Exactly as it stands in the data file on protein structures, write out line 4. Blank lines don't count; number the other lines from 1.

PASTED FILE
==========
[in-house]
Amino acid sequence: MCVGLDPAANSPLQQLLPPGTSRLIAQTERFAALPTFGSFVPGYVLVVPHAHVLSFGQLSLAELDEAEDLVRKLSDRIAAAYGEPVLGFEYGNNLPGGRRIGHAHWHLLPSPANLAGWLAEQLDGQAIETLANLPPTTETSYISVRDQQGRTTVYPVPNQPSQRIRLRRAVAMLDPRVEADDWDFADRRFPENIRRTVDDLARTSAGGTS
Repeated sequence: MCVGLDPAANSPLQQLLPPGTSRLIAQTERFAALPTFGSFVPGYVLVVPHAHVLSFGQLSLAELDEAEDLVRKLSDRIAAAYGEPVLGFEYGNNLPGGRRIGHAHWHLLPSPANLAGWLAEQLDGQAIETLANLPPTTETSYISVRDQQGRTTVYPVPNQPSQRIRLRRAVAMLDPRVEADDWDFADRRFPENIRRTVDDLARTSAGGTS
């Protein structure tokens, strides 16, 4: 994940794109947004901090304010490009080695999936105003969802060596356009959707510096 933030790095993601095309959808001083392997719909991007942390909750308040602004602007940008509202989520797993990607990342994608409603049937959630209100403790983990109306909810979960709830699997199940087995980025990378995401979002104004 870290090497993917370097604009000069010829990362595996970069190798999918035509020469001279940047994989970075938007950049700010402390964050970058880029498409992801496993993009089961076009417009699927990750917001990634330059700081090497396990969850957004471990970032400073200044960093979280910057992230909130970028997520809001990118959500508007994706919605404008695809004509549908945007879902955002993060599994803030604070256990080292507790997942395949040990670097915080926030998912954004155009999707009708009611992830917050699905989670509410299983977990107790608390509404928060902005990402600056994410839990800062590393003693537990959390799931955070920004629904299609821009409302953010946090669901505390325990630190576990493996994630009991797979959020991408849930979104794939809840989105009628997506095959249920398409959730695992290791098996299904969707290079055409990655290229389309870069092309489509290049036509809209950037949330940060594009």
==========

């Protein structure tokens, strides 16, 4: 994940794109947004901090304010490009080695999936105003969802060596356009959707510096 933030790095993601095309959808001083392997719909991007942390909750308040602004602007940008509202989520797993990607990342994608409603049937959630209100403790983990109306909810979960709830699997199940087995980025990378995401979002104004 870290090497993917370097604009000069010829990362595996970069190798999918035509020469001279940047994989970075938007950049700010402390964050970058880029498409992801496993993009089961076009417009699927990750917001990634330059700081090497396990969850957004471990970032400073200044960093979280910057992230909130970028997520809001990118959500508007994706919605404008695809004509549908945007879902955002993060599994803030604070256990080292507790997942395949040990670097915080926030998912954004155009999707009708009611992830917050699905989670509410299983977990107790608390509404928060902005990402600056994410839990800062590393003693537990959390799931955070920004629904299609821009409302953010946090669901505390325990630190576990493996994630009991797979959020991408849930979104794939809840989105009628997506095959249920398409959730695992290791098996299904969707290079055409990655290229389309870069092309489509290049036509809209950037949330940060594009």